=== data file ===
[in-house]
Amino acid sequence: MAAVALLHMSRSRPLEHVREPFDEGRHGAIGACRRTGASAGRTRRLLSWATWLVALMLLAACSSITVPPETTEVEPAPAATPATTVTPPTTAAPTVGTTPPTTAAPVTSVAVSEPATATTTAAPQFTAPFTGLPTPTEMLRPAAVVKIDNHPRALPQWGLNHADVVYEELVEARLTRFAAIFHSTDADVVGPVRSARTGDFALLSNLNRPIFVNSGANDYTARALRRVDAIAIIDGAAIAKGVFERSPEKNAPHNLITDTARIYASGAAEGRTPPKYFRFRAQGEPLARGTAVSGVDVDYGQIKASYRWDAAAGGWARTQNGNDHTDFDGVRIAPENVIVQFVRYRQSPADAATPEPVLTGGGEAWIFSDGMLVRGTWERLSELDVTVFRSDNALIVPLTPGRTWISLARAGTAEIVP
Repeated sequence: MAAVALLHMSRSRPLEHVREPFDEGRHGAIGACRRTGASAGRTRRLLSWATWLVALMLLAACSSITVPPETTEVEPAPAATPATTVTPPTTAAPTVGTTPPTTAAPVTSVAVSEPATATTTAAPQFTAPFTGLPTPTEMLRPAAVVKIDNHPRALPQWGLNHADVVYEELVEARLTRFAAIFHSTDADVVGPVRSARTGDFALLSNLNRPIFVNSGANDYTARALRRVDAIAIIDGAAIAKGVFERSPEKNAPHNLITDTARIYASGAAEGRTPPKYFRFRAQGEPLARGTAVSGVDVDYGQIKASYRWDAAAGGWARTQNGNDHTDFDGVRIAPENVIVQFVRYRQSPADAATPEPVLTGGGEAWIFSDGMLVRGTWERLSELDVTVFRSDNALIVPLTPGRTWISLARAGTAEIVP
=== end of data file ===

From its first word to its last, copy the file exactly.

[in-house]
Amino acid sequence: MAAVALLHMSRSRPLEHVREPFDEGRHGAIGACRRTGASAGRTRRLLSWATWLVALMLLAACSSITVPPETTEVEPAPAATPATTVTPPTTAAPTVGTTPPTTAAPVTSVAVSEPATATTTAAPQFTAPFTGLPTPTEMLRPAAVVKIDNHPRALPQWGLNHADVVYEELVEARLTRFAAIFHSTDADVVGPVRSARTGDFALLSNLNRPIFVNSGANDYTARALRRVDAIAIIDGAAIAKGVFERSPEKNAPHNLITDTARIYASGAAEGRTPPKYFRFRAQGEPLARGTAVSGVDVDYGQIKASYRWDAAAGGWARTQNGNDHTDFDGVRIAPENVIVQFVRYRQSPADAATPEPVLTGGGEAWIFSDGMLVRGTWERLSELDVTVFRSDNALIVPLTPGRTWISLARAGTAEIVP
Repeated sequence: MAAVALLHMSRSRPLEHVREPFDEGRHGAIGACRRTGASAGRTRRLLSWATWLVALMLLAACSSITVPPETTEVEPAPAATPATTVTPPTTAAPTVGTTPPTTAAPVTSVAVSEPATATTTAAPQFTAPFTGLPTPTEMLRPAAVVKIDNHPRALPQWGLNHADVVYEELVEARLTRFAAIFHSTDADVVGPVRSARTGDFALLSNLNRPIFVNSGANDYTARALRRVDAIAIIDGAAIAKGVFERSPEKNAPHNLITDTARIYASGAAEGRTPPKYFRFRAQGEPLARGTAVSGVDVDYGQIKASYRWDAAAGGWARTQNGNDHTDFDGVRIAPENVIVQFVRYRQSPADAATPEPVLTGGGEAWIFSDGMLVRGTWERLSELDVTVFRSDNALIVPLTPGRTWISLARAGTAEIVP